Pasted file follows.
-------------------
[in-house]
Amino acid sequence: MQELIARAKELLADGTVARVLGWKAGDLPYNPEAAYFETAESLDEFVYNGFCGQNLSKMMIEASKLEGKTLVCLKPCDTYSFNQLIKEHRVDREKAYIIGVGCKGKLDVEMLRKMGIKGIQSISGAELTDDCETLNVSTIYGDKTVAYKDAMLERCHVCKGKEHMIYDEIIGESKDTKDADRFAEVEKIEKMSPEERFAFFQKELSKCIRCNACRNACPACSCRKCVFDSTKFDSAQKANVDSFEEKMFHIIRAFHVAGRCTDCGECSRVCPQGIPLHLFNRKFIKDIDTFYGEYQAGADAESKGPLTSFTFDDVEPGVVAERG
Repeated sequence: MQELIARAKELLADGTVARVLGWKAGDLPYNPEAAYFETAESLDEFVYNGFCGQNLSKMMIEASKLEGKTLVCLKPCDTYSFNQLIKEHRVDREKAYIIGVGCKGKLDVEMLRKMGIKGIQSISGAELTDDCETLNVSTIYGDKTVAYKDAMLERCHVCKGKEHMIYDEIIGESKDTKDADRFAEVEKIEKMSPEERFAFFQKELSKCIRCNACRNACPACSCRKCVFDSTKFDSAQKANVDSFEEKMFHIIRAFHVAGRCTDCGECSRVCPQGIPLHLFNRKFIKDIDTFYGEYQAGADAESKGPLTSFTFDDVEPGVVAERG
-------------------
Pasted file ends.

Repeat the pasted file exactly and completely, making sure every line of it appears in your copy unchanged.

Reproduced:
[in-house]
Amino acid sequence: MQELIARAKELLADGTVARVLGWKAGDLPYNPEAAYFETAESLDEFVYNGFCGQNLSKMMIEASKLEGKTLVCLKPCDTYSFNQLIKEHRVDREKAYIIGVGCKGKLDVEMLRKMGIKGIQSISGAELTDDCETLNVSTIYGDKTVAYKDAMLERCHVCKGKEHMIYDEIIGESKDTKDADRFAEVEKIEKMSPEERFAFFQKELSKCIRCNACRNACPACSCRKCVFDSTKFDSAQKANVDSFEEKMFHIIRAFHVAGRCTDCGECSRVCPQGIPLHLFNRKFIKDIDTFYGEYQAGADAESKGPLTSFTFDDVEPGVVAERG
Repeated sequence: MQELIARAKELLADGTVARVLGWKAGDLPYNPEAAYFETAESLDEFVYNGFCGQNLSKMMIEASKLEGKTLVCLKPCDTYSFNQLIKEHRVDREKAYIIGVGCKGKLDVEMLRKMGIKGIQSISGAELTDDCETLNVSTIYGDKTVAYKDAMLERCHVCKGKEHMIYDEIIGESKDTKDADRFAEVEKIEKMSPEERFAFFQKELSKCIRCNACRNACPACSCRKCVFDSTKFDSAQKANVDSFEEKMFHIIRAFHVAGRCTDCGECSRVCPQGIPLHLFNRKFIKDIDTFYGEYQAGADAESKGPLTSFTFDDVEPGVVAERG